One of the ten most significant books. (Sigmund Freud)"
Charles Darwin, a Victorian scientist and naturalist, has become one of the most famous figures of science to date. Born in 1809 to an upper-middle-class medical family, he was destined for a career in either medicine or the Anglican Church. However, he never completed his medical education and his future changed entirely in 1831 when he joined HMS Beagle as a self-financing, independent naturalist. On returning to England in 1836 he began to write up his theories and observations which culminated in a series of books, most famously On the Origin of Species by Means of Natural Selection in 1859, where he challenged and contradicted contemporary biological and religious beliefs with two decades worth of scientific investigation and theory. Darwin's theory of natural selection is now the most widely accepted scientific model of how species evolve. He died in 1882 and was buried in Westminster Abbey.
Damien Hirst is an internationally renowned English artist, who has dominated the art scene in England since the 1990s. Known in particular for his series of works on death, Hirst here provides a contemporary, visual take on Darwin's theory of evolution - the struggle between life and death in nature.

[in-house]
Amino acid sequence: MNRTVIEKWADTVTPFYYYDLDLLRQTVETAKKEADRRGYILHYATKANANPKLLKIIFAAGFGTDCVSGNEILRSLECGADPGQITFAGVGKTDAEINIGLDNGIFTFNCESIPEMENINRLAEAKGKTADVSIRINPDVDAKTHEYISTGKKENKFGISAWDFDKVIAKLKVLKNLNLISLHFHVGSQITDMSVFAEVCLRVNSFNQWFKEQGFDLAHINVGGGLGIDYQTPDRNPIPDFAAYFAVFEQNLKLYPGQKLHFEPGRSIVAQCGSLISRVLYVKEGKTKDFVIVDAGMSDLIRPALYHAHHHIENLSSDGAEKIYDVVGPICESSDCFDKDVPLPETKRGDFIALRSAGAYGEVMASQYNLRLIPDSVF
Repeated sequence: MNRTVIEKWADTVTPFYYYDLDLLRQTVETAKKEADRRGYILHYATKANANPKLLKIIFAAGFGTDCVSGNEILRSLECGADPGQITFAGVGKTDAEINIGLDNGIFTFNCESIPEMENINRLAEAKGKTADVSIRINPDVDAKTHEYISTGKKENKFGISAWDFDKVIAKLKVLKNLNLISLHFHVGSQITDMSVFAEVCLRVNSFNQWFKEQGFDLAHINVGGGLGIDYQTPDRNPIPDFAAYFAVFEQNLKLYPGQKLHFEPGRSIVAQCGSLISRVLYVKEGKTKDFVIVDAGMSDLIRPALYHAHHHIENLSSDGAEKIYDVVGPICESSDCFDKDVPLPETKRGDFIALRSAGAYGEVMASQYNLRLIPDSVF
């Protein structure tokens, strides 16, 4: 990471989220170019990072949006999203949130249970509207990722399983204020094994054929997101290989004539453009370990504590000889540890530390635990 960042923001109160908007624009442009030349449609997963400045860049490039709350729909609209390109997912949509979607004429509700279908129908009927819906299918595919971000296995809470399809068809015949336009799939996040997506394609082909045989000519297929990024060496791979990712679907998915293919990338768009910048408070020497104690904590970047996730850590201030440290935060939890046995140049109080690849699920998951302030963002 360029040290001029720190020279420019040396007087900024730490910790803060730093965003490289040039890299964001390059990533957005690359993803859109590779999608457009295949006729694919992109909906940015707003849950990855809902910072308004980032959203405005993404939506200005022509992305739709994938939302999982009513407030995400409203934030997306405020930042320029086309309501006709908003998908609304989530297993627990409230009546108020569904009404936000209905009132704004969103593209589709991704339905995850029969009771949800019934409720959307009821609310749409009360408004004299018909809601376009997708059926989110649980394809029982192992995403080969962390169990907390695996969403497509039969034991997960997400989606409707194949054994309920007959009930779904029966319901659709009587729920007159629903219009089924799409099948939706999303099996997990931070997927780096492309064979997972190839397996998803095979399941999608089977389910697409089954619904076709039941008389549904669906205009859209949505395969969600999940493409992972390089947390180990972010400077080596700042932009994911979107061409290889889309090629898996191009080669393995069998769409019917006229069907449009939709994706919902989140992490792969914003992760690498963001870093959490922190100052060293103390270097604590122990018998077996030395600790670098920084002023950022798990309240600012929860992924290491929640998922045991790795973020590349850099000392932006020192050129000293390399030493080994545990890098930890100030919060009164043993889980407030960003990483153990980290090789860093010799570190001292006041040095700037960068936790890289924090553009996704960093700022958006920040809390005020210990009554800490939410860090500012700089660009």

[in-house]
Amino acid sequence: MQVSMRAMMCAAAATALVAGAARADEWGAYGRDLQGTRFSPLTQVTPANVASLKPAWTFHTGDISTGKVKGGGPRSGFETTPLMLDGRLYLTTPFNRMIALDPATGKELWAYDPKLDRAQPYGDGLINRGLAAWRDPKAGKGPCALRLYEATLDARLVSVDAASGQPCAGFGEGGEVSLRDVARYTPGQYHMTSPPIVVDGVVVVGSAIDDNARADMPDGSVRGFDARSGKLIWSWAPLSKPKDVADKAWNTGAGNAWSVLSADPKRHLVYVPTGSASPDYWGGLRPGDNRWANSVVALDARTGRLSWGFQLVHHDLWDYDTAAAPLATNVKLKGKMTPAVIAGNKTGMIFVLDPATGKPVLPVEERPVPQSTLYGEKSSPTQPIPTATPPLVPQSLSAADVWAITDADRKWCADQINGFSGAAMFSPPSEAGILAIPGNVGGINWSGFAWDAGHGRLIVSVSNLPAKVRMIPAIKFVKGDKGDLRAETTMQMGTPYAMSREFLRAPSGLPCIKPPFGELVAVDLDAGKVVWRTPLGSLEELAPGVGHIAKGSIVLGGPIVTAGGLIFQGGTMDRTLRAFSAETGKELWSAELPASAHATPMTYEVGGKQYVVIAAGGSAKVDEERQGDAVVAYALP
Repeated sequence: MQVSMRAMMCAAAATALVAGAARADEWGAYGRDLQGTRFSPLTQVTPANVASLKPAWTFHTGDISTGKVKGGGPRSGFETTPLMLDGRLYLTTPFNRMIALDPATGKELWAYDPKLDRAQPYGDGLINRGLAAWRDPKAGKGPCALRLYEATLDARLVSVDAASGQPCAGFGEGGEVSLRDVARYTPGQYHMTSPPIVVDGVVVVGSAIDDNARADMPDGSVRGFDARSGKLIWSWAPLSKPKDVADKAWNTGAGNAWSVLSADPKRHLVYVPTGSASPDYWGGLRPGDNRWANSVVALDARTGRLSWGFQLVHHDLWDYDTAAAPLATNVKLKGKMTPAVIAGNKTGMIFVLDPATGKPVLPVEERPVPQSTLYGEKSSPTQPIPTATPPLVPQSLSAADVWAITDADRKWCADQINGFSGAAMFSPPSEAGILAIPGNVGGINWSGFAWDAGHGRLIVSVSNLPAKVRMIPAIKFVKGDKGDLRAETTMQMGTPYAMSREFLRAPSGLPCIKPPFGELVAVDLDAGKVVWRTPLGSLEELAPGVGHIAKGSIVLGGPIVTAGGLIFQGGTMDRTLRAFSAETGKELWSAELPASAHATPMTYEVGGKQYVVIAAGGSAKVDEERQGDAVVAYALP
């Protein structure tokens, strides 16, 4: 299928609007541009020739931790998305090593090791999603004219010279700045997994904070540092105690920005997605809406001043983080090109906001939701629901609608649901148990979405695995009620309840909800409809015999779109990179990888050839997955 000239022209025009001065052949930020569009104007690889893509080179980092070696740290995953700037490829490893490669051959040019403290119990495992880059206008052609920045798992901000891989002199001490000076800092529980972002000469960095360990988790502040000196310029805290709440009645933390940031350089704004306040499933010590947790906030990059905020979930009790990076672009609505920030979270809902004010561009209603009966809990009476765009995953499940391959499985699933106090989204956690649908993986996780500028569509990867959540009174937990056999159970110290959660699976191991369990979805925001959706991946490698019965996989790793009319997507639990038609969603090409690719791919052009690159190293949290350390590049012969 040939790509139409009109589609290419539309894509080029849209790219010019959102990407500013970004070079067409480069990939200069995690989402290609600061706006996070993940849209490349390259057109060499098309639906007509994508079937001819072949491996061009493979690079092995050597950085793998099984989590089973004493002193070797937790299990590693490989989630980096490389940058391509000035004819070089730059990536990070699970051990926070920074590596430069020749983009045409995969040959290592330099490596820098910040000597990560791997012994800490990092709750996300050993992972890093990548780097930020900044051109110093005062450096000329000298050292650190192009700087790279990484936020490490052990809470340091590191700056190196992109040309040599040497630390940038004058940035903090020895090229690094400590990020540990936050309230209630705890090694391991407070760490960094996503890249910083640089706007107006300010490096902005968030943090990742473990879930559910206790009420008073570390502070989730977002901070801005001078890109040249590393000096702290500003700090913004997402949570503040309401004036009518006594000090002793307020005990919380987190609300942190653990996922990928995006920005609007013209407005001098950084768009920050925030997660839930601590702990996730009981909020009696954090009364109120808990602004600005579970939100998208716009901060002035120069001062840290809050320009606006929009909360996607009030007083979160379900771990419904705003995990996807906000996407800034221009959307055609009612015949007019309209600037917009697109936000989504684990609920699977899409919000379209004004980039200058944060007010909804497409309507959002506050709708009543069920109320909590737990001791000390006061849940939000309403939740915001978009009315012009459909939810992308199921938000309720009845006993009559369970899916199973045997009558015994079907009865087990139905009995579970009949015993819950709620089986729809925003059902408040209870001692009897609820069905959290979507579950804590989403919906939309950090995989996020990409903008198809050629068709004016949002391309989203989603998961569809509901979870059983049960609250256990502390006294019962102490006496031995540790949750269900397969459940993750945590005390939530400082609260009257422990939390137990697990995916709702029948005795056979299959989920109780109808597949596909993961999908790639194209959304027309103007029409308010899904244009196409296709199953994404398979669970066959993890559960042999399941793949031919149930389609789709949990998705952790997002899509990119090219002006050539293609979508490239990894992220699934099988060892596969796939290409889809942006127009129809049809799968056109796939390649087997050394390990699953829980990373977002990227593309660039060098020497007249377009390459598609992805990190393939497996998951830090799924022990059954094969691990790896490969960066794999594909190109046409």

William Bynum is Professor Emeritus of the History of Medicine at University College, London, and was for many years Head of the Academic Unit of the Wellcome Institute for the History of Medicine. He edited the scholarly journal Medical History from 1980 to 2001, and his previous publications include Science and the Practice of Medicine in the Nineteenth Century; The Companion Encyclopedia of the History of Medicine (co-edited with Roy Porter); The Oxford Dictionary of Scientific Quotations (with Roy Porter), The Dictionary of Medical Biography (with Helen Bynum), and History of Medicine: A Very Short Introduction. He lives in Suffolk.
I had to return it: the typeface was so small I couldn't read it.Published 3 months ago by Robert D. McConnell
I am happy to share with you all, that as far as I am concerned, I am divine creation, Darwin is not my forefather. So very happy to believe what I do believe.Published 6 months ago by Graciela
This is the writing of Darwin himself. Darwin was one of the most acute observers in the world along with Michael Faraday but his presentation of material was not exciting . Read morePublished 9 months ago by peter intrieri
The book came un good shape but lines are too long and captions too small, which is not good for your eyes.Published 10 months ago by Ivan D. Soto
The most serious problem in evolutionary studies today is to explain the emergence of Man on the evolutionary chain. Read morePublished 14 months ago by Clifford J. Stevens
I've been studying evolution and have read several of Darwin's books. I thought it would be nice to purchase a facsimile edition
like this one. It was a big mistake. Read more
I cannot comment on the book because I didn't really read it. The edition is awful. The original long footnotes are embedded (between brackets) in the text, so the reading becomes... Read morePublished on February 20, 2013 by Joan